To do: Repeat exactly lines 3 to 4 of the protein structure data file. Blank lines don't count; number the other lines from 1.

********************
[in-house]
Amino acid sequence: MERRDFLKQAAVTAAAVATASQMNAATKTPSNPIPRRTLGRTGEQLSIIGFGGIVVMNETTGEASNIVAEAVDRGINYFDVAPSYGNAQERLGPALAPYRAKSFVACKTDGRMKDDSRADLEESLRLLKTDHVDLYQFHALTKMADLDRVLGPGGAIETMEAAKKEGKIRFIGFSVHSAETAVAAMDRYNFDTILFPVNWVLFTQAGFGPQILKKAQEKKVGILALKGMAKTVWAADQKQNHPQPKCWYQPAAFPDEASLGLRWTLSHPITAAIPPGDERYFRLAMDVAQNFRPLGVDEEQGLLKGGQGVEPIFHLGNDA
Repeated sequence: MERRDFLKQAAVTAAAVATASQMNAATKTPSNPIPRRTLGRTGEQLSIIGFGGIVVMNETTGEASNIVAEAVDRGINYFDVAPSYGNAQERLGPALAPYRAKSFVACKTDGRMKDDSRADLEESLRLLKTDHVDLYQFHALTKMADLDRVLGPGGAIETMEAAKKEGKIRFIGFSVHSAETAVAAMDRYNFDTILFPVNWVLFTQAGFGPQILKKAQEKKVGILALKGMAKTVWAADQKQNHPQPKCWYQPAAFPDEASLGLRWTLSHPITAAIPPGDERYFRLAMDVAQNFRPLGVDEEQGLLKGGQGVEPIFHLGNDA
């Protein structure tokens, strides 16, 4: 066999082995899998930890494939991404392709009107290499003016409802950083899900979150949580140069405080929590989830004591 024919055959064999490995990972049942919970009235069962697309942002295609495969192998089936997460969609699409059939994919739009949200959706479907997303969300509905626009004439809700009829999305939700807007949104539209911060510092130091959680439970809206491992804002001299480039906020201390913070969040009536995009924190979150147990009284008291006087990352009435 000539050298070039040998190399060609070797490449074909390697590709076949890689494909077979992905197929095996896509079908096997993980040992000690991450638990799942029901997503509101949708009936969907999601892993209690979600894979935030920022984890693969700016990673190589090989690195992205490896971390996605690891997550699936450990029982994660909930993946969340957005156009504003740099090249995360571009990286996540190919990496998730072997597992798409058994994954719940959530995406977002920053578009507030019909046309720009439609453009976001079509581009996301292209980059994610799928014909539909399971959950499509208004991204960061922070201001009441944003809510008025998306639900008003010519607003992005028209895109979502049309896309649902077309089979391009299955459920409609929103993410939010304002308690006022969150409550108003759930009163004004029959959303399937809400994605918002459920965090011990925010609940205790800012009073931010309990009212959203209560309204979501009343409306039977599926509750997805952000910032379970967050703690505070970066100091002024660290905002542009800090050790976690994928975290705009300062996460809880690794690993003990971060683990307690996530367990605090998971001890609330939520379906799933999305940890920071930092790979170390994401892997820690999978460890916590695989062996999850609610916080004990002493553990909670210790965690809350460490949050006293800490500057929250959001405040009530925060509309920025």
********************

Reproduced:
Repeated sequence: MERRDFLKQAAVTAAAVATASQMNAATKTPSNPIPRRTLGRTGEQLSIIGFGGIVVMNETTGEASNIVAEAVDRGINYFDVAPSYGNAQERLGPALAPYRAKSFVACKTDGRMKDDSRADLEESLRLLKTDHVDLYQFHALTKMADLDRVLGPGGAIETMEAAKKEGKIRFIGFSVHSAETAVAAMDRYNFDTILFPVNWVLFTQAGFGPQILKKAQEKKVGILALKGMAKTVWAADQKQNHPQPKCWYQPAAFPDEASLGLRWTLSHPITAAIPPGDERYFRLAMDVAQNFRPLGVDEEQGLLKGGQGVEPIFHLGNDA
């Protein structure tokens, strides 16, 4: 066999082995899998930890494939991404392709009107290499003016409802950083899900979150949580140069405080929590989830004591 024919055959064999490995990972049942919970009235069962697309942002295609495969192998089936997460969609699409059939994919739009949200959706479907997303969300509905626009004439809700009829999305939700807007949104539209911060510092130091959680439970809206491992804002001299480039906020201390913070969040009536995009924190979150147990009284008291006087990352009435 000539050298070039040998190399060609070797490449074909390697590709076949890689494909077979992905197929095996896509079908096997993980040992000690991450638990799942029901997503509101949708009936969907999601892993209690979600894979935030920022984890693969700016990673190589090989690195992205490896971390996605690891997550699936450990029982994660909930993946969340957005156009504003740099090249995360571009990286996540190919990496998730072997597992798409058994994954719940959530995406977002920053578009507030019909046309720009439609453009976001079509581009996301292209980059994610799928014909539909399971959950499509208004991204960061922070201001009441944003809510008025998306639900008003010519607003992005028209895109979502049309896309649902077309089979391009299955459920409609929103993410939010304002308690006022969150409550108003759930009163004004029959959303399937809400994605918002459920965090011990925010609940205790800012009073931010309990009212959203209560309204979501009343409306039977599926509750997805952000910032379970967050703690505070970066100091002024660290905002542009800090050790976690994928975290705009300062996460809880690794690993003990971060683990307690996530367990605090998971001890609330939520379906799933999305940890920071930092790979170390994401892997820690999978460890916590695989062996999850609610916080004990002493553990909670210790965690809350460490949050006293800490500057929250959001405040009530925060509309920025």